Ms. Maria A Albino, Ms. Svetlana Cerovic, Mr. Francesco Grigoli, Mr. Juan C Flores, Mr. Javier Kapsoli, Mr. Haonan Qu, Mr. Yahia Said, Mr. Bahrom Shukurov, Mr. Martin Sommer, and Mr. SeokHyun Yoon
Over the past decade, rising oil prices have translated into high levels of public investment in most MENA and CCA oil exporters. This has prompted questions about the efficiency of public investment in generating growth and closing infrastructure gaps, as well as concerns about fiscal vulnerabilities. When public investment is inefficient, higher levels of spending may simply lead to larger budget deficits, without sufficiency increasing the quantity or quality of public infrastructure in support of economic growth. This paper examines the efficiency of public investment in the MENA and CCA oil exporters using several techniques, including a novel application of the efficiency frontier analysis, estimates of unit investment costs, and assessments of public investment processes. The analysis confirms that these oil exporters have substantial room to improve public investment efficiency. Reforms in the public financial and investment management systems are needed to achieve this objective.
The consumer price index (CPI) measures the rate at which the prices of consumer goods and services are changing over time. It is a key statistic for economic and social policymaking and has substantial and wide-ranging implications for governments, businesses, and households. This important and comprehensive Manual provides guidelines for statistical offices and other agencies responsible for constructing CPIs, and explains in-depth the methods that are used to calculate a CPI. It also examines the underlying economic and statistical concepts and principles needed for making choices in efficient and cost-effective ways, and for appreciating the full implications of those choices.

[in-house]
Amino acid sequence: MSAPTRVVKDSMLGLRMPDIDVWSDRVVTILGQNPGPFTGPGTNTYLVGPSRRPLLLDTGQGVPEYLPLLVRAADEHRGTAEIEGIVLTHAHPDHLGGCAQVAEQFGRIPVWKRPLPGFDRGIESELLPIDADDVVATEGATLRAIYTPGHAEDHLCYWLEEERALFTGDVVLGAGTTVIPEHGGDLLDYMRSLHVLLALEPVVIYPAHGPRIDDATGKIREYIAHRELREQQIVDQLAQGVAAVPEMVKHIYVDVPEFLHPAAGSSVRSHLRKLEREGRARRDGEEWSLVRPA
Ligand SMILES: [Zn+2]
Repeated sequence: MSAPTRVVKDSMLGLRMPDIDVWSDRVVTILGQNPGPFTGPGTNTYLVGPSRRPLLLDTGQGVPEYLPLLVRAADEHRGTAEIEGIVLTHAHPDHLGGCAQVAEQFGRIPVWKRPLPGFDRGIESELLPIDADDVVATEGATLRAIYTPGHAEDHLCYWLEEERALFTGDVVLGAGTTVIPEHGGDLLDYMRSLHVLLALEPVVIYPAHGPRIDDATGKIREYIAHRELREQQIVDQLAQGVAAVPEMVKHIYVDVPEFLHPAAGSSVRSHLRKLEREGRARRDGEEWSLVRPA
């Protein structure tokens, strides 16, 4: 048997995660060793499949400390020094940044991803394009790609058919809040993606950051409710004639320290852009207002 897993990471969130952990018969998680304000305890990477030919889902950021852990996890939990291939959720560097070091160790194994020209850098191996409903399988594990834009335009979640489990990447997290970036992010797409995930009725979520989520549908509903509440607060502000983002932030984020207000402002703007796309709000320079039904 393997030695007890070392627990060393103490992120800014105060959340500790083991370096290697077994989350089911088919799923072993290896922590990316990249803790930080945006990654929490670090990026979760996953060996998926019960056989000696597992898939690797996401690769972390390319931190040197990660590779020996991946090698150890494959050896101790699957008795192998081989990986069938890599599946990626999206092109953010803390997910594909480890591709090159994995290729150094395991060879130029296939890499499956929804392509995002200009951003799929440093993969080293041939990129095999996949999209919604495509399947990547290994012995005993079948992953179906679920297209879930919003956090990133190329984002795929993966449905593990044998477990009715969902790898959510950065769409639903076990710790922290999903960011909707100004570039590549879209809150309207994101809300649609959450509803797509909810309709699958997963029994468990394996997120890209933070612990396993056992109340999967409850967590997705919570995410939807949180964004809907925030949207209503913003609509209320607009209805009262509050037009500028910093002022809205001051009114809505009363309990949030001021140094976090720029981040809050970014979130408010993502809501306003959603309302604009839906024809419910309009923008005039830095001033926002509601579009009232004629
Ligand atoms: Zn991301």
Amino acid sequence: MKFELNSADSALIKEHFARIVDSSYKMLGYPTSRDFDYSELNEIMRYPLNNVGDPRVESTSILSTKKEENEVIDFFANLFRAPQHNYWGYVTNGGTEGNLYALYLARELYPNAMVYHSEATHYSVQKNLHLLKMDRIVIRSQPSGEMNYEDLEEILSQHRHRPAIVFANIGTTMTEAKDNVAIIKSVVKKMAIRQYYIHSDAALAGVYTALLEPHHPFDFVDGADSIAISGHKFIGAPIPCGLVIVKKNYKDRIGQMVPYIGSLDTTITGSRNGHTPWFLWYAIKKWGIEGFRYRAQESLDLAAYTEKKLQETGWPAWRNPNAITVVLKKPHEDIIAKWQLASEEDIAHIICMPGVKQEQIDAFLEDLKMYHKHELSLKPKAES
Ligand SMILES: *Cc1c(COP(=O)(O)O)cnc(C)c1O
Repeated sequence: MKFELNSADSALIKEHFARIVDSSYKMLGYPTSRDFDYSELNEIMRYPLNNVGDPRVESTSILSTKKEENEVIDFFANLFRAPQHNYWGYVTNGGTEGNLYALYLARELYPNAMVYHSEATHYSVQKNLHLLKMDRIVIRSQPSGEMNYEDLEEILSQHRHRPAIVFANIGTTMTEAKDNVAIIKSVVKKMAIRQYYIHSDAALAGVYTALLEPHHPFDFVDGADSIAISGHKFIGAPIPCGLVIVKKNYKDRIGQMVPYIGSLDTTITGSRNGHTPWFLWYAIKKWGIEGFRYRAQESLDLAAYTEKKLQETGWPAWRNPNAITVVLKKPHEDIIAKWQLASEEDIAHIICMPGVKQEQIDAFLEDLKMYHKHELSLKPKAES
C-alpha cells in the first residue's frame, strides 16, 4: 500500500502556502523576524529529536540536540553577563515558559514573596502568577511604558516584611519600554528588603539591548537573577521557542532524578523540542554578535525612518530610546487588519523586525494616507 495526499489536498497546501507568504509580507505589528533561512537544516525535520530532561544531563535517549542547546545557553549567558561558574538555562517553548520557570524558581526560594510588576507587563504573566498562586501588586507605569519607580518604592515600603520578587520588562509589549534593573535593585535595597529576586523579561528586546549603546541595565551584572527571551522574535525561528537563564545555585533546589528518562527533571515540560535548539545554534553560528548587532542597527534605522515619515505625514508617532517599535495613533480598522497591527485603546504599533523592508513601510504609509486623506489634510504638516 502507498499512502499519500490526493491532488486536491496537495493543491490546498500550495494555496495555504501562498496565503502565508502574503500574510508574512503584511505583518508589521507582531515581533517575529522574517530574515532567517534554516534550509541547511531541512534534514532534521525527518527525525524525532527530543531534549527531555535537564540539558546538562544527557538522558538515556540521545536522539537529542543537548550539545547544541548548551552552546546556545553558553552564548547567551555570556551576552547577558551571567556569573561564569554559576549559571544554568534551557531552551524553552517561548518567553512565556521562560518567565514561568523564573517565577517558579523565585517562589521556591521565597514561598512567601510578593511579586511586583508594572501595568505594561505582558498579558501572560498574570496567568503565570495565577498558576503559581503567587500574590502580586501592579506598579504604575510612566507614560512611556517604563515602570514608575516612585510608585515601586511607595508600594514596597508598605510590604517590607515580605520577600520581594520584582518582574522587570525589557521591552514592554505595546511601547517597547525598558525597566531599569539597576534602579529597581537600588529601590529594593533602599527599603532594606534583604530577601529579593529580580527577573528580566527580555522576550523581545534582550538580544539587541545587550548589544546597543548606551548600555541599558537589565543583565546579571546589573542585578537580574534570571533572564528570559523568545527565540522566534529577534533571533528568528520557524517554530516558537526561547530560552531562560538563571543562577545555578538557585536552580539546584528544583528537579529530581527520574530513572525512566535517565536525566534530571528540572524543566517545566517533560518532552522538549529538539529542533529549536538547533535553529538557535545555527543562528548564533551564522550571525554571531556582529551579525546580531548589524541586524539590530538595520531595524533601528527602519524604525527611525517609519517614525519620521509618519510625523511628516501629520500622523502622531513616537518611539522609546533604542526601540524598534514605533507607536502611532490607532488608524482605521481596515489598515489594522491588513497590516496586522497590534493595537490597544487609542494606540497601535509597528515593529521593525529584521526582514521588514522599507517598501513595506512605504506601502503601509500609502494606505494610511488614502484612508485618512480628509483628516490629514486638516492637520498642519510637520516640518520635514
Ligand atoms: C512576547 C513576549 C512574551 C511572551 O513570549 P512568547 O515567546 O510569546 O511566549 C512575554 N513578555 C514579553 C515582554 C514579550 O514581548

The global expansion is losing speed in the face of a major financial crisis. The slowdown has been greatest in the advanced economies, particularly in the United States, where the housing market correction continues to exacerbate financial stress. The emerging and developing economies have so far been less affected by fi nancial market developments and have continued to grow at a rapid pace, led by China and India, although activity is beginning to slow in some countries. At the same time, headline infl ation has increased around the world, boosted by the continuing buoyancy of food and energy prices. Policymakers around the world are facing a diverse and fast-moving set of challenges, and although each country's circumstances differ, in an increasingly multipolar world it will be essential to meet these challenges broadly, taking full account of cross-border interactions. The World Economic Outlook (WEO) presents the IMF staff's analysis and projections of economic developments at the global level, in major country groups (classified by region, stage of development, etc.), and in many individual countries. It focuses on major economic policy issues as well as on the analysis of economic developments and prospects. It is usually prepared twice a year, as documentation for meetings of the International Monetary and Financial Committee, and forms the main instrument of the IMF's global surveillance activities.
Mr. Bernardin Akitoby, Mr. Gerd Schwartz, and Mr. Richard Hemming
Over the past three decades, public spending on infrastructure, as a share of GDP, has been on the decline worldwide. Although the link between infrastructure investment and economic growth is not yet fully understood, the quality of infrastructure clearly affects a country's productivity, competitiveness in export markets, and ability to attract foreign investment. This EI explores the following questions: Should countries increase public investment in infrastructure? If the answer is yes, how can they do so in a fiscally responsible manner? Are public-private partnerships a viable alternative?
The World Economic Outlook, published twice a year in English, French, Spanish, and Arabic, presents IMF staff economists' analyses of global economic developments during the near and medium term. Chapters give an overview of the world economy; consider issues affecting industrial countries, and economics in transition to market; and address topics of pressing current interest. Annexes, boxes, charts, and an extensive statistical appendix augment the text.
Reviews causes of poverty in rural areas and presents a policy framework for reducing rural poverty, including through land reform, public works programs, access to credit, physical and social infrastructure, subsidies, and transfer of technology. Identifies key elements for drafting a policy to reduce rural poverty.